Monday, August 17, 2009

More information, a smaller fraction

I'm still thinking about my last post.

The paradoxical thing about information and searching is that the more of it there is, the less of it we will see. The results we retrieve will be a smaller and smaller sample of what's actually available. And I don't see how this trend can be reversed.

Today when I search Google for the phrase "information fluency" it reports that about 39,800 results are found. But if I had the time and wanted to look at all those returns, I could only get to 981 of them, or 2.5%.

When I ask workshop participants if they've ever gone to the end of the list retrieved, I've never encountered anyone who has. Most searchers stop after the first page; the number who look at two pages is much smaller. For the 8 people in 100 who go beyond the third page, they have access to 0.1% of the information theoretically available. For the majority who never look beyond page one, that number falls to 0.025%.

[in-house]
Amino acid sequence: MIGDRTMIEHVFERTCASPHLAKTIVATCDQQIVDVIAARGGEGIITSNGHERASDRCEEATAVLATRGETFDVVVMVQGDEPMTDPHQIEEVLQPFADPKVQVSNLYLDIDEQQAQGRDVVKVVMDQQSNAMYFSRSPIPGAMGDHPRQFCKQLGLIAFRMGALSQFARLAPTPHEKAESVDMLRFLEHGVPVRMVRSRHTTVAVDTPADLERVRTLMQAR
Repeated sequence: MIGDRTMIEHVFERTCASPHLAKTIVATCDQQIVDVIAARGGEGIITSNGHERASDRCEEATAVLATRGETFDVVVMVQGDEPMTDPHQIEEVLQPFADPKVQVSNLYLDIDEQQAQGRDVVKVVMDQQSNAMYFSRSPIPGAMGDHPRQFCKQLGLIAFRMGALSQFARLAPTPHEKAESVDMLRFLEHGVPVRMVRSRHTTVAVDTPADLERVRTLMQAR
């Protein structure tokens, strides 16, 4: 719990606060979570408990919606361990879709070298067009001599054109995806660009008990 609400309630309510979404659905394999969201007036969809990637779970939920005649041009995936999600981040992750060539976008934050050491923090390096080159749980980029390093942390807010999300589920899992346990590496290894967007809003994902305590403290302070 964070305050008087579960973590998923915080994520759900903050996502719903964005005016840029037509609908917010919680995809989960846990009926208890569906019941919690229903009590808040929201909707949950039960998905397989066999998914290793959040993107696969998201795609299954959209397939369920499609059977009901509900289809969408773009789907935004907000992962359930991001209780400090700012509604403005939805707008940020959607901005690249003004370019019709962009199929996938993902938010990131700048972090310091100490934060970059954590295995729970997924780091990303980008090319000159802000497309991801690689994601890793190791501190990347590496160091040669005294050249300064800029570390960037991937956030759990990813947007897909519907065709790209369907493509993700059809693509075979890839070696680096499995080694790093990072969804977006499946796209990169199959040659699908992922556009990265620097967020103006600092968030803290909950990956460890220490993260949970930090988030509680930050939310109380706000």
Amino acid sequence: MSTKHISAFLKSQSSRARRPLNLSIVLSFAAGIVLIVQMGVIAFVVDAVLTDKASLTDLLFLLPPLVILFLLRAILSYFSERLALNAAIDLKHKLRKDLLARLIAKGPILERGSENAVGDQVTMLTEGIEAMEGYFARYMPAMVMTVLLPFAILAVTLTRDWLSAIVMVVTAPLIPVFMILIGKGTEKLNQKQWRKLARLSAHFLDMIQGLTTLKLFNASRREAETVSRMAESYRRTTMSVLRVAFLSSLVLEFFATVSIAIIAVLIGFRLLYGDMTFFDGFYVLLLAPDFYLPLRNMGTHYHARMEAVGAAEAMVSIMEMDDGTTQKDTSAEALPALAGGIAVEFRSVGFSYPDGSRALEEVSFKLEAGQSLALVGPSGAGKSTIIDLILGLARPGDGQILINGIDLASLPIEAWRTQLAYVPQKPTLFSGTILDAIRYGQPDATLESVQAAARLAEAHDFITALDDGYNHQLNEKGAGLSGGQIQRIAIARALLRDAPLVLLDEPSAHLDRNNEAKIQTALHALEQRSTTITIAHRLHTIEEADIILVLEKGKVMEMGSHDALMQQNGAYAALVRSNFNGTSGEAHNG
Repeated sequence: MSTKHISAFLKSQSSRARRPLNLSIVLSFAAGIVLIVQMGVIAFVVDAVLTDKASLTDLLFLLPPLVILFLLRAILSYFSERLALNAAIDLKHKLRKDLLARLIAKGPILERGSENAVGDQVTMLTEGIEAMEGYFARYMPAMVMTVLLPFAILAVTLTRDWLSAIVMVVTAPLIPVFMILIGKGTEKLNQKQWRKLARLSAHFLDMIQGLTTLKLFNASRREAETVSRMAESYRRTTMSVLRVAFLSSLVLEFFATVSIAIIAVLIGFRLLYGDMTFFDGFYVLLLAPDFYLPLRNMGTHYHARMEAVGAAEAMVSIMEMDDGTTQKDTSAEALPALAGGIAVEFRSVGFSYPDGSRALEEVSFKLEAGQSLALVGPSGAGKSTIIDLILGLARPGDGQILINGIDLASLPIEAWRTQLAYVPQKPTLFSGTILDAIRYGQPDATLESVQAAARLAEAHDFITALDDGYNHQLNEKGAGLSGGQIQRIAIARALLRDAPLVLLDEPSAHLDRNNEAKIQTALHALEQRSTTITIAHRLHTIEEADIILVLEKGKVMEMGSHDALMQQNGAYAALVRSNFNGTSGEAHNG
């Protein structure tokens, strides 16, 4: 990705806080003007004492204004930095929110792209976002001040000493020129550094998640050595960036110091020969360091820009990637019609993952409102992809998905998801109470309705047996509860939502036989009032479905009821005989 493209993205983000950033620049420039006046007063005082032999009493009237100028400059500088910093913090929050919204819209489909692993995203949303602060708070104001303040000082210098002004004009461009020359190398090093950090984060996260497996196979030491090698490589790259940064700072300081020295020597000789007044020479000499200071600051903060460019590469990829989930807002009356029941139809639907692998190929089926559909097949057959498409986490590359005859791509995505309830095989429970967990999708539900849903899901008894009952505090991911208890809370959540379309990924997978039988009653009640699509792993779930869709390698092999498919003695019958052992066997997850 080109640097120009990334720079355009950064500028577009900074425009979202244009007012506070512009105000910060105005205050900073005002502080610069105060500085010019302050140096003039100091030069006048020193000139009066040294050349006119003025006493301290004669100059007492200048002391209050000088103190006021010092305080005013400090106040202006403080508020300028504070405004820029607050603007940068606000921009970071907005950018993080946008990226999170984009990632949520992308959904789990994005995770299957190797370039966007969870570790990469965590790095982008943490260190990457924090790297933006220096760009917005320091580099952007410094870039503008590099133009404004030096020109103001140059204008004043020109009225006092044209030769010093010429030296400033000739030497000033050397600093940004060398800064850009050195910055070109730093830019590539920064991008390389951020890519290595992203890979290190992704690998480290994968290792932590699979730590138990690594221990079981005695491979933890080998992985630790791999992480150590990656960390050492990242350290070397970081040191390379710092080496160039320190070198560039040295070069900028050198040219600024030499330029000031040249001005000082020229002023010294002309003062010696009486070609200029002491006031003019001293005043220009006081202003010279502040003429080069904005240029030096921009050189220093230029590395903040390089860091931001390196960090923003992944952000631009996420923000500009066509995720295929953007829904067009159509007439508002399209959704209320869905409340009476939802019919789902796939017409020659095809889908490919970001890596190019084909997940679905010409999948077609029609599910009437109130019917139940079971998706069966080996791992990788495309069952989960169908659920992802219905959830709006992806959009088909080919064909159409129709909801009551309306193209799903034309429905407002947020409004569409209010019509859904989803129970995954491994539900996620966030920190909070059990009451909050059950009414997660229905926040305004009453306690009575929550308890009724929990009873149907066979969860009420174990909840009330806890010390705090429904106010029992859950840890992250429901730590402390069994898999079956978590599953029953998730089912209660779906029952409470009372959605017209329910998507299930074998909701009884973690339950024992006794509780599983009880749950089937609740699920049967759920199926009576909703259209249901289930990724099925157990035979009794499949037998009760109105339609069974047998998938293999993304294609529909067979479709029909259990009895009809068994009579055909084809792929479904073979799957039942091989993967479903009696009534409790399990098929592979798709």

Keep in mind these are the stats for "information fluency." If the search was for "civil war" (90,200,000 results), single-pager searchers would be able to reach 0.00001% (one one-hundred-thousandth) of the information theoretically available. That's a very small percentage and it's going to get smaller.

One of the changes in Google I noticed over the last year was greater variation in the results on the top pages. It used to be that (previously took 8 of the top 10 spots. Today, 21cif shares the top ten places with four other organizations. By eliminating similar results, Google is able to show more choices for the query. That's better in terms of available information--there's no reason why should have a monopoly on the content--but the results remain limited to a handful of major players in the field of information fluency.

There are other ways to serve up a broader array of results, such as clustering. Polymeta is one example. But nothing digests more than a fraction of the information out there. That places the responsibility for gaining a broader perspective on the searcher. And that takes work: multiple queries to get at information buried too deep to be retrieved by a single query.

If we want to stay on top of information, given today's tools it's not going to be easy.

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